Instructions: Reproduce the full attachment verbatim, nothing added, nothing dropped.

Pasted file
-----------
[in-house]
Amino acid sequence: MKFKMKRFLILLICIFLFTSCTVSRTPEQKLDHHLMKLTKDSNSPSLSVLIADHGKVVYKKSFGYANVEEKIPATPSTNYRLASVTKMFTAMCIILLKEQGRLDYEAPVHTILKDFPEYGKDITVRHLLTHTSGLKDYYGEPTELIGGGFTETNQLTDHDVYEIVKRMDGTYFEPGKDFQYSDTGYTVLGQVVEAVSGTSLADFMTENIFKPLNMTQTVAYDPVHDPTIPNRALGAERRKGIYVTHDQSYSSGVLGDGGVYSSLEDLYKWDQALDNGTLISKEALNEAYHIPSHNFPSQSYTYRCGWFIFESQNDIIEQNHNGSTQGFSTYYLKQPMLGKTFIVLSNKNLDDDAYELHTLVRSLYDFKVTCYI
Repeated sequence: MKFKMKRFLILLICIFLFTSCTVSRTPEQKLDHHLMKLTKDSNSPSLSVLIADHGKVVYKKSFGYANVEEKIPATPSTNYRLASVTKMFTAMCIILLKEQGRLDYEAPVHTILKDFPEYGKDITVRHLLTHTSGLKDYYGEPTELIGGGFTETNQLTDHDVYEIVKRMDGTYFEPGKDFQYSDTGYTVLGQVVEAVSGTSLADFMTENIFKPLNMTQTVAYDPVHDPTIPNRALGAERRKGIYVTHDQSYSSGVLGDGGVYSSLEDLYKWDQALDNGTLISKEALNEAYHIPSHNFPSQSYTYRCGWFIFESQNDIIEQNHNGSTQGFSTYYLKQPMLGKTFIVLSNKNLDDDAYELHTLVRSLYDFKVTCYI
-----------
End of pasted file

[in-house]
Amino acid sequence: MKFKMKRFLILLICIFLFTSCTVSRTPEQKLDHHLMKLTKDSNSPSLSVLIADHGKVVYKKSFGYANVEEKIPATPSTNYRLASVTKMFTAMCIILLKEQGRLDYEAPVHTILKDFPEYGKDITVRHLLTHTSGLKDYYGEPTELIGGGFTETNQLTDHDVYEIVKRMDGTYFEPGKDFQYSDTGYTVLGQVVEAVSGTSLADFMTENIFKPLNMTQTVAYDPVHDPTIPNRALGAERRKGIYVTHDQSYSSGVLGDGGVYSSLEDLYKWDQALDNGTLISKEALNEAYHIPSHNFPSQSYTYRCGWFIFESQNDIIEQNHNGSTQGFSTYYLKQPMLGKTFIVLSNKNLDDDAYELHTLVRSLYDFKVTCYI
Repeated sequence: MKFKMKRFLILLICIFLFTSCTVSRTPEQKLDHHLMKLTKDSNSPSLSVLIADHGKVVYKKSFGYANVEEKIPATPSTNYRLASVTKMFTAMCIILLKEQGRLDYEAPVHTILKDFPEYGKDITVRHLLTHTSGLKDYYGEPTELIGGGFTETNQLTDHDVYEIVKRMDGTYFEPGKDFQYSDTGYTVLGQVVEAVSGTSLADFMTENIFKPLNMTQTVAYDPVHDPTIPNRALGAERRKGIYVTHDQSYSSGVLGDGGVYSSLEDLYKWDQALDNGTLISKEALNEAYHIPSHNFPSQSYTYRCGWFIFESQNDIIEQNHNGSTQGFSTYYLKQPMLGKTFIVLSNKNLDDDAYELHTLVRSLYDFKVTCYI